The Roots of Coincidence
An intelligent and scientific discussion of meaningful coincidence provided by Arthur Koestler.
Koestler highlights the research done by Viennese biologist Paul Kammerer, in his book published in 1919, entitled, “Das Gasetz der Serie” (translates as “The Law of Seriality”), in which, Kammerer postulates, “A lawful recurrence of the same or similar things and events - a recurrence, or clustering, in time or space whereby the individual members in the sequence - as far as can be ascertained by careful analysis - are not connected by the same active cause.”
Koestler writes, “The first half of Kammerer's book is devoted to the classification of coincidental series, which he undertook with the meticulousness of a zoologist devoted to taxonomy. There is a 'typology' of non-causal concurrences related to numbers, names, situations, etc. After this comes a chapter on the 'morphology' of Series, which are classified according to their "order" (the number of successive coincidences), their "power" (number of parallel coincidences) and their "parameters" (number of shared attributes)... In the second, theoretical part of the book, Kammerer develops his central idea that coexistent with causality there is an a-causal principle active in the universe, which tends towards unity. In some respects it is comparable to universal gravity [theory] - which, to the physicist, is also still a mystery; but unlike gravity which acts on all mass indiscriminately, this force acts selectively on ‘form and function’ to bring similar configurations together in space and time; it correlates by ‘affinity’, by which means this a-causal agency intrudes into the causal order of things - both in dramatic and trivial ways - we cannot tell, since it functions ‘ex hypothesi’, outside the known laws of physics. In space it produces concurrent events related by ‘affinity’; in time similarly related series."
“We thus arrive at the image of a world-mosaic or cosmic kaleidoscope, which, in spite of constant shufflings and rearrangements, also takes care of bringing like and like together.” - Paul Kammerer
Koestler also looks at the work of psychologist Carl Jung, in particular Jung’s explanation of the term, “synchronicity", and physicist Wolfgang Pauli, with respect to their paper: 'Synchronicity: An Acausal Connecting Principle'.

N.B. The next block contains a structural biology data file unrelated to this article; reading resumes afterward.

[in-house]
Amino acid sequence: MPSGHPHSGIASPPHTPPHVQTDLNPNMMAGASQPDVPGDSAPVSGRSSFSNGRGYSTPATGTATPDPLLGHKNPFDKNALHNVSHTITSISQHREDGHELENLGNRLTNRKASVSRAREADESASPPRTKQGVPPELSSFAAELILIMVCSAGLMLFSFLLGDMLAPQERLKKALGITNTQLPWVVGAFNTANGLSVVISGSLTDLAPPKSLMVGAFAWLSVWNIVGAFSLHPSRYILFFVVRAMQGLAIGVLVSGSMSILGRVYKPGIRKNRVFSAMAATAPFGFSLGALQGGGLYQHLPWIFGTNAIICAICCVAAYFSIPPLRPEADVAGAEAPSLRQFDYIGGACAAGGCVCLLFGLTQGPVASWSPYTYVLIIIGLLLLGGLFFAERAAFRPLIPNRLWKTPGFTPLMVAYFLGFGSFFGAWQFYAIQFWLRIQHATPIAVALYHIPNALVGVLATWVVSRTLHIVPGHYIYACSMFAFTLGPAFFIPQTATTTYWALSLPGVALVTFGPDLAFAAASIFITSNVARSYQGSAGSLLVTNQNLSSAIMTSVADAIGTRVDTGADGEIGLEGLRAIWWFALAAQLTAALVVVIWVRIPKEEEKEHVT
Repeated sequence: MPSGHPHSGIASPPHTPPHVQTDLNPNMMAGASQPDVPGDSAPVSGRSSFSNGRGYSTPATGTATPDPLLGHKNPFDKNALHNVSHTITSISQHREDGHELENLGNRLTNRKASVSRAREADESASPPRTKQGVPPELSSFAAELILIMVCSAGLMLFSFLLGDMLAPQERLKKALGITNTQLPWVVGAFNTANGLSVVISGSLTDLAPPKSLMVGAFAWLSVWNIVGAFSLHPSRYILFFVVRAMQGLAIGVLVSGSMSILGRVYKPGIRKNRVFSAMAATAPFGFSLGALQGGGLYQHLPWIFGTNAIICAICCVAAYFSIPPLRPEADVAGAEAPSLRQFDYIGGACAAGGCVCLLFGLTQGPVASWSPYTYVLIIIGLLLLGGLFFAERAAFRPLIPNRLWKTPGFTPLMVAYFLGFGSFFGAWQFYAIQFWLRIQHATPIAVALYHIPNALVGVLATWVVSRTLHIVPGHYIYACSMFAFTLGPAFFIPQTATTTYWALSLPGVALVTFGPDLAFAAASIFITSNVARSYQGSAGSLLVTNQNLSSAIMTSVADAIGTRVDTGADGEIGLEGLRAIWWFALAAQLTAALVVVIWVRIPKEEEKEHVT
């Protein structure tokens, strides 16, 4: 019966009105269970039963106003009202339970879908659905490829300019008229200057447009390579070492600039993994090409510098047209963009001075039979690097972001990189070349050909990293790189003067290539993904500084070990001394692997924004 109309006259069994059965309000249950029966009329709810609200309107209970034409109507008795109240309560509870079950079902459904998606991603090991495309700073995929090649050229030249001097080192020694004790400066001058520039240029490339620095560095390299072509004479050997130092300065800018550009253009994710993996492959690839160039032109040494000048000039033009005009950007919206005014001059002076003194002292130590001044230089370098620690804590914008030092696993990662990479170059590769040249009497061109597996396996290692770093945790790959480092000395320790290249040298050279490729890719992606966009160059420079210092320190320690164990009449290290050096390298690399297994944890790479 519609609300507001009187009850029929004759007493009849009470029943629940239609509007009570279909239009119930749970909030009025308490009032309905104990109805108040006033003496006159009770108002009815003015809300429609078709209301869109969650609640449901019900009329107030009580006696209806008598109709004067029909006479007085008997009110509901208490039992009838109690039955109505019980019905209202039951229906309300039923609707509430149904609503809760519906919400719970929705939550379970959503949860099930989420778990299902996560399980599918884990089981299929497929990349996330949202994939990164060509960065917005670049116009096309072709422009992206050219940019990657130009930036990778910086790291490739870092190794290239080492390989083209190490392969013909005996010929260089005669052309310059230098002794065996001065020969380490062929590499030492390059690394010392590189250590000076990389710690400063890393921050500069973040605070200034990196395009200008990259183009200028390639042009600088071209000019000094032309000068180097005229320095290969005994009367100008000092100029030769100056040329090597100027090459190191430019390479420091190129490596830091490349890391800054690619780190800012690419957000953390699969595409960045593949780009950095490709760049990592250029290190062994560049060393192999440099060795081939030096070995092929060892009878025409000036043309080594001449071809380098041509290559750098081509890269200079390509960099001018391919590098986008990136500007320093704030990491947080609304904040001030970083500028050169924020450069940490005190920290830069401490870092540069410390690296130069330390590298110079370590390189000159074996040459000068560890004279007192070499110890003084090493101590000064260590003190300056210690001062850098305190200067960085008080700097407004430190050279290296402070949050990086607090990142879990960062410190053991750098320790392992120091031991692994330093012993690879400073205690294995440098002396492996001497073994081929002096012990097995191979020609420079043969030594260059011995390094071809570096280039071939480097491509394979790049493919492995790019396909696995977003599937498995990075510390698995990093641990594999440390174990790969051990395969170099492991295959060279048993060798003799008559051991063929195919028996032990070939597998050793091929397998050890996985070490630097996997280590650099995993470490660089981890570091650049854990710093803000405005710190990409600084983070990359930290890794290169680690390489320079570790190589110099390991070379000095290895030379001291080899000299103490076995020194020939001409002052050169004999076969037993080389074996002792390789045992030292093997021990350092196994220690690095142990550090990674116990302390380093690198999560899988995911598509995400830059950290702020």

Koestler writes, "Althugh Kammerer's "Seriality" and Jung's "Syncrhonicity" are as similar as a pair of gloves, each fits one hand only. Kammerer confined himself to analogies in naive physical terms, rejecting ESP and mentalistic explanations. Jung went to the opposite extreme and tried to explain all phenomena which could not be accounted for in terms of physical causality, as manifestations of the unconscious mind:
"Syncronicity is a phenomenon that seems to be primarily connected with psychic conditions, that is to say with the processes in the unconscious." - Carl Jung.
Koestler notes, "Its deepest strata, according to Jungian terminology, are formed by the 'collctive unconscious', potentially shared by all members of the race."
Of Pauli, Koestler also includes an excerpt of his essay, “The Influence of Archetypal Ideas on the Scientific Theories of Kepler”, which originally appeared in a series of monographs published by the Jung Institute in Zurich. Towards the end of his essay Pauli says: “Today we have the natural sciences, but no longer a philosophy of science. Since the discovery of the elementary quantum, physics was obliged to renounced its proud claim to be able to understand in principle the ‘whole’ of the world. But this predicament may contain the seed of further developments which will correct the previous one-sided orientation and will move towards a unitary world-view in which science is only a part in the whole.”
This narration is an exerpt from 'The Roots of Coincindence, Chapter 3, “Seriality and Synchronicity”; a choice composition on a rarely studied subject under the microscope of a poetically-scientific mind.
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